7. I have a collection of bunny figurines. When I was in high school, I admired the elephant collection in the principal’s office (where I had been called to discuss the speech I would present as salutatorian). I thought about what I could collect, and decided that bunnies fit my personality (timid, not too expensive, not too fancy). Besides several ceramic bunnies, I have one made of onyx (or maybe it’s carbonate) and one of pewter, plus a few made of cloth and stuffed, a stained glass bunny, and a Matchbox version of the Volkswagen Rabbit.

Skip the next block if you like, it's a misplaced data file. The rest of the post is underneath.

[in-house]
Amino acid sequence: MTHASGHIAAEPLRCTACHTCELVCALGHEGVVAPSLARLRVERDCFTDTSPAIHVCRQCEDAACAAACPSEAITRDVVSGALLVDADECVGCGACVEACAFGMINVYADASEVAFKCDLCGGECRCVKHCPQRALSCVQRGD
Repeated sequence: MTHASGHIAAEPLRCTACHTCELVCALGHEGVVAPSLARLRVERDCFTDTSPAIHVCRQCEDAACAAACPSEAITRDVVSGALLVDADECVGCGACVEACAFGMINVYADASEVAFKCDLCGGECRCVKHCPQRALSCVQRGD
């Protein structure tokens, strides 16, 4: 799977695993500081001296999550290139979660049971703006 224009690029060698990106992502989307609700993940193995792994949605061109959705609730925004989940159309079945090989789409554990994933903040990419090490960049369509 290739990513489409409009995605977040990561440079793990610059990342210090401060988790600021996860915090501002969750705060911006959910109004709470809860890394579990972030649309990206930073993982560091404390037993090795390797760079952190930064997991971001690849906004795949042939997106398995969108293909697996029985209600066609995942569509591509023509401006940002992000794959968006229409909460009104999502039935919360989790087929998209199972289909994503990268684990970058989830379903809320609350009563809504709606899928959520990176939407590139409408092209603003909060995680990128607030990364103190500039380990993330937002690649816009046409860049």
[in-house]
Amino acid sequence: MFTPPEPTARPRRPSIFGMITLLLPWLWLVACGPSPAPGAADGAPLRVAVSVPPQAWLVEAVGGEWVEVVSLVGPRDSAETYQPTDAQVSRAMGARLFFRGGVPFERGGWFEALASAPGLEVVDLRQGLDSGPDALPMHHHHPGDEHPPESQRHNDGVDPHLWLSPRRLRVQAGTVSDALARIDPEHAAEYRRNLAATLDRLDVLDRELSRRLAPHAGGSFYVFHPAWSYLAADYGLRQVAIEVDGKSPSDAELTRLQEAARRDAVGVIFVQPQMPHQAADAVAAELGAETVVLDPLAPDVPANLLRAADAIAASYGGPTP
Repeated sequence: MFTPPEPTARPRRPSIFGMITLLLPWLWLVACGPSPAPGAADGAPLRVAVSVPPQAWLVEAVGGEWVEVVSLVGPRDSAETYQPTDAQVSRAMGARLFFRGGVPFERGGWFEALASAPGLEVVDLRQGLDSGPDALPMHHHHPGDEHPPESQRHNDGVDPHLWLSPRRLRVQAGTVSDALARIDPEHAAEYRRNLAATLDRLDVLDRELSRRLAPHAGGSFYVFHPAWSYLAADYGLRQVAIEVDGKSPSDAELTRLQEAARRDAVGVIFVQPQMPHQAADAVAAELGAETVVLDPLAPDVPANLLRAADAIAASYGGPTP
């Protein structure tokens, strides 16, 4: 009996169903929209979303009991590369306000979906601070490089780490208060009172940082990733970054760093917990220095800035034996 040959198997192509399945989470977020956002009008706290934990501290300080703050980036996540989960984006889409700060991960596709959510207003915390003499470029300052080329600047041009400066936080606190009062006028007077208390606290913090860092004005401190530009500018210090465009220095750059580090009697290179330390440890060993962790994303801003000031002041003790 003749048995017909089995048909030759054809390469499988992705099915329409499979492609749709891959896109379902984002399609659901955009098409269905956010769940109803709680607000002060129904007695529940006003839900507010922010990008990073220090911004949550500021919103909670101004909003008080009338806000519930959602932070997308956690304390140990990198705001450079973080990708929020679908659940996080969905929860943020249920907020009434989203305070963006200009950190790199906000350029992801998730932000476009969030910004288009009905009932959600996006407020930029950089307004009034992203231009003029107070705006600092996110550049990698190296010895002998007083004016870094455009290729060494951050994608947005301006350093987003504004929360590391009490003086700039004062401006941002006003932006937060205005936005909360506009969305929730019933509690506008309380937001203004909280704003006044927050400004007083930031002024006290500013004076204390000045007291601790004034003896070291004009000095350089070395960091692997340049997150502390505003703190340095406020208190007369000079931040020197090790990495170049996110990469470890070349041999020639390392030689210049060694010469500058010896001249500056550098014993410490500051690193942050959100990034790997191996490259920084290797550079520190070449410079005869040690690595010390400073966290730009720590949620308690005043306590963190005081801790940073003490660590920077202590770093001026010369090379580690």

8. I have what would probably be considered some OCD tendencies. I can step on cracks in the sidewalk – but I much prefer not to. When walking on a path with regularly shaped stones or cement rectangles, I like to find a stride that lets me follow the same pattern on every block (or every two blocks depending on their size) as to where I put my feet. When I put away silverware, I like to have the all the spoons neatly nested one against another, and sorted by the pattern on the handle (same with the forks, but they don’t fit as well). And I like all the plates and bowls stacked from largest diameter to smallest. When I get ready for bed, sometimes I count the steps it takes (brush teeth, brush hair, remove makeup, take off shoes, put away glasses, etc.) – especially if I have been feeling depressed.